My first assignment out of flying school was to Castle Air Force Base, with the 330th Bomb Squadron of the 93rd Bomb Group. There in January, 1953 I was introduced to the Boeing B-50D Superfortress.
The introduction was a little rough, for the day I arrived, a B-50D from another squadron had gone in, killing all on board, and no one knew why. They were pretty much not interested in a new ‘ second balloon ‘ for quite a while.
After flying T-6s and B-25s, the B-50 seemed enormous and capable, and so indeed it was. , I would like tell a minor hero-story about myself, one I’ve never written about before except in the novel The Wild Blue where I used a different character and a different airplane to tell it.
I don’t tell hero stories very often, primarily because I don’t have many to tell, but there was at least one occasion in the B-50 when I earned my pay from the Air Force.
Shortly after my arrival at Castle in January, 1953, newly-wed and wet behind the ears, I was crewed up with a distinguished veteran of World War II, Captain Chet Schmidt. Chet and I were sent to simulator training.
The B-50 simulator was pretty primitive compared to modern three-axis simulators, but it was impressive to us, and by the end of a session it was realistic enough for me to open the window to look out and see if the chocks were in place.
One of the last simulator lessons was on an emergency they told us could never happen, but they would show it anyway. The Boeing engineers had assured them that the B-50 could never experience a complete electrical failure.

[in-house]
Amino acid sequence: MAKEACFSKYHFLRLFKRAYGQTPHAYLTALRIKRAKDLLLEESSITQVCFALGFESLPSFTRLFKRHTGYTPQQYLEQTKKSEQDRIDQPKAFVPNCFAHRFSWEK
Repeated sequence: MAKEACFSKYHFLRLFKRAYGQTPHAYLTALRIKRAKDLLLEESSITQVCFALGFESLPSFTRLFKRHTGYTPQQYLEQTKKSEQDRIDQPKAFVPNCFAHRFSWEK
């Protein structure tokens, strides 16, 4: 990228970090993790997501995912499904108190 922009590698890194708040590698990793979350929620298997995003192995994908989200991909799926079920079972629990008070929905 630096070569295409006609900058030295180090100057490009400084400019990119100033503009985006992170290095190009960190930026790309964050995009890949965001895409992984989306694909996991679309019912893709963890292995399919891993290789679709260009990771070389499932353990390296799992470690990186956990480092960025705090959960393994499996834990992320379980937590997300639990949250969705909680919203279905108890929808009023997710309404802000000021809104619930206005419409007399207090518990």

But, if it did . . the symptoms would be as follows :
(1) LIGHTS out, (2) flap indicator drops to full DOWN, (3) all propellers RUN AWAY, (4) the electric flight instruments remain relatively stable (5) UNTIL their GYRO RPM deteriorated.
No problem. It was never going to happen.
On my first flight in the B-50 upon our return, I was asked to substitute as a copilot with another crew. The aircraft commander was a line pilot, as I learned later, but was suffering under a handicap.
Humor in the Air Force then was fierce and personal. No flaw was too private to be the butt of a joke, and we were, in fact, not very sensitive.
The aircraft commander (lets call him Smith) had had one major accident and a couple of minor scrapes. His nickname, naturally, was “Crash” Smith. It was totally unfair, for he was a good pilot and a good man, and the nickname made him bitter.
It was natural that “Crash” Smith and his crew would be properly skeptical about a green-been second Louie like me, and the general message I got was ” Watch but don’t touch. “
Still they were nice enough and we went through the usual pre-flight drill, including the copilot’s task of getting the in-flight lunches.
It was a typical late winter’s day in the San Joaquin Valley, fog, low ceilings, and clouds forecast up to about 10,000 feet. One has to experience the San Joaquin fog to truly under-stand it–on more than one occasion I drove to the base by opening my car door and driving along the white dividing line of the highway.
That morning it was a little better than that when it came to takeoff time–but not much. Everything was normal through the take-off, and we climbed out through the mist, engines roaring and totally cut off from the outside world in a wet sea of mist. The big Plexiglas windows of the B-50 seemed to part the clouds in rivulets of water, and I was glad that it was too warm for icing. [ This shows my inexperience, for the B-50 had a marvelous thermal anti-icing system. ]